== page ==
Thousands of detainees in the state’s 10 immigration facilities are facing harsh conditions that include 22-hour stints of cell confinement, obstacles to legal representation, severe disciplinary practices and lack of access to communication with family members, a study released by the California’s Department of Justice revealed on Tuesday.
The Legislature passed a bill in 2017 that mandates a 10-year DOJ review of county, local and private Immigration and Customs Enforcement detention facilities housing individuals in civil immigration proceedings.
During the pilot yearlong investigation, DOJ officials visited centers in efforts to capture a comprehensive picture of life during the average 51-day detainment. They documented everything ICE officials allowed them access to, including food quality, medical care and confidentiality, sexual abuse and prevention protocol and maintenance concerns.
At a Tuesday press conference, Attorney General Xavier Becerra said the 134-page analysis “shines light” on the harsh conditions, which will hopefully prod the federal government to improve treatment in the facilities.
“We respect the federal government’s rights when it comes to immigration and immigration laws,” Becerra said. “But we hope the federal government will help us make sure that everyone is respecting the rights of all human beings regardless of their immigration status when it comes to detention in the United States, and certainly in California.”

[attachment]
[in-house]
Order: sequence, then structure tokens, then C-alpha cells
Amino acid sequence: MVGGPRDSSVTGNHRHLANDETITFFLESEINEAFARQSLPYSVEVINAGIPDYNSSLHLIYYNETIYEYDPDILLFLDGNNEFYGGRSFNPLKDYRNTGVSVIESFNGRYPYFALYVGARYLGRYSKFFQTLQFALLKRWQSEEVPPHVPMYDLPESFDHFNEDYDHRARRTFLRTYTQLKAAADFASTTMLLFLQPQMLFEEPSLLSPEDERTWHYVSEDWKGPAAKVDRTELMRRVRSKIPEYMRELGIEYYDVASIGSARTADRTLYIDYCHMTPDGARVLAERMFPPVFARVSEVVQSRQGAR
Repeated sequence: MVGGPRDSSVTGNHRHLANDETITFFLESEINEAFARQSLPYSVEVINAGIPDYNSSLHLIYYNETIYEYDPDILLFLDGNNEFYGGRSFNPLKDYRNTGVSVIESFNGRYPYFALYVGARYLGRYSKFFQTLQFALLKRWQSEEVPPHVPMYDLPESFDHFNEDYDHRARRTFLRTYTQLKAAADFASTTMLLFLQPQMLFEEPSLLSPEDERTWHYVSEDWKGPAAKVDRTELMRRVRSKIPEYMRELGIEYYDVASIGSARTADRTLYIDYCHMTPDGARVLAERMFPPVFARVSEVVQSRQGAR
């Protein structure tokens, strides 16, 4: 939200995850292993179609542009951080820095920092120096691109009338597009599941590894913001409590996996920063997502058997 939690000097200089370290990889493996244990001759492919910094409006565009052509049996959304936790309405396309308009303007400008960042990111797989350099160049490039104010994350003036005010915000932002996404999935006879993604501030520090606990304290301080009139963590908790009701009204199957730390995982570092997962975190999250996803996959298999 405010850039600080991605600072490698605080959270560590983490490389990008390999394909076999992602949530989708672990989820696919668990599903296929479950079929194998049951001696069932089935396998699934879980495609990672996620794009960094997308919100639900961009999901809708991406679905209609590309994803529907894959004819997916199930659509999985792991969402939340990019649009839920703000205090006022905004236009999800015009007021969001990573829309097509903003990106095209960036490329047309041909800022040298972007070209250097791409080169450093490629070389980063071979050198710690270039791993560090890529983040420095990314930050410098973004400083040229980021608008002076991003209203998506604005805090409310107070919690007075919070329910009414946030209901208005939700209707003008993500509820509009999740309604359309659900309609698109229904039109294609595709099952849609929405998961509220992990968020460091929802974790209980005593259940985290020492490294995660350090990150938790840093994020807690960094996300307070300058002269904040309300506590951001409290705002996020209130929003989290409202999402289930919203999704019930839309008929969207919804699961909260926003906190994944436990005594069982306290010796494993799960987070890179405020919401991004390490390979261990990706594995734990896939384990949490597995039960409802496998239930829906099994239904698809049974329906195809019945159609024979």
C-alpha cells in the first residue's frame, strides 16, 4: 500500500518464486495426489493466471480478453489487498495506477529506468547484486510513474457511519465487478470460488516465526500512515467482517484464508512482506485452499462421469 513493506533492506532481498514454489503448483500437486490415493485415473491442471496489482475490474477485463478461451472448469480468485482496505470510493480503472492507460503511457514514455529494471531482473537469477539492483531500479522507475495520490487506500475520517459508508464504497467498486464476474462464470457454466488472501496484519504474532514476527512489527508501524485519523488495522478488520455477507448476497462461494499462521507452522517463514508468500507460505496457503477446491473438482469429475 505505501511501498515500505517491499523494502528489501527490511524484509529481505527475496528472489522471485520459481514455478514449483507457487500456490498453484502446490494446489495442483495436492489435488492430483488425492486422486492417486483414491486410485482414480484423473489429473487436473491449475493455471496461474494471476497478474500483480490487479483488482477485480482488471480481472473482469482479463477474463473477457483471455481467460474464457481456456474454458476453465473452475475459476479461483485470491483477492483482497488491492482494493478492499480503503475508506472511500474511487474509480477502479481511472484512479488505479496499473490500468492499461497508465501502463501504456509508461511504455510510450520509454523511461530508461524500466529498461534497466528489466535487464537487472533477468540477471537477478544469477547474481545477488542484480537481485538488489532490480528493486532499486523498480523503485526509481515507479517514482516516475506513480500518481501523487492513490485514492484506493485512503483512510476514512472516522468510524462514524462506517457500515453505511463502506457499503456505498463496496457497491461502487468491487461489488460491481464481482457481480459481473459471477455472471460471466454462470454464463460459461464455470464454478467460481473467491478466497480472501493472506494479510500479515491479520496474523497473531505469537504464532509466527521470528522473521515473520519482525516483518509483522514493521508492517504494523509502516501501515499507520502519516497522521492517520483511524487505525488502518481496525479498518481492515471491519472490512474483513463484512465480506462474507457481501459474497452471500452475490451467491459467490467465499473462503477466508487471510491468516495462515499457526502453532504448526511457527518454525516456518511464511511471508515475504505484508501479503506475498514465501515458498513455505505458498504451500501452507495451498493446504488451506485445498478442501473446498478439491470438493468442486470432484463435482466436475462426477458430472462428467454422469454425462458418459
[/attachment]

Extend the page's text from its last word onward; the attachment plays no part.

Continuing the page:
Beginning in 2017, DOJ officials conducted one-day visits to the six public and four private facilities that have housed more than 74,000 civil immigration detainees, including minors, in the last three years. The report’s authors completed a comprehensive review of Theo Lacy and West County centers and the Yolo County Juvenile Detention Facility.
Although center officials often denied DOJ workers the ability to speak directly with workers and detainees, the report details how ICE staffers sometimes fail to accurately record detainee medical information, that nurses are practicing outside their scope of expertise and centers are employing unsafe suicide watch and solitary confinement practices.
In some cases, immigrants endured severe restrictions on their freedom of movement, and the report found that language barriers between officials and detainees led to “discipline or treatment by staff that appears arbitrary and abusive, and prevents facilities from meeting detainees’ legitimate needs.”
In some cases of detained minors at Yolo, Deputy Attorney General Marisol León, who assisted with the oversight, said she heard “soul-crushing” stories of children who fled violence in their home country and traveled across several borders to arrive in the U.S., only to be “re-traumatized in many ways in the center.”
León also said women were not getting proper medication, and recounted speaking with a father whose baby was “torn from his arms.” Another team member spoke of women defecating in bio-hazard bags because they were locked in their cells for much of the day without reprieve.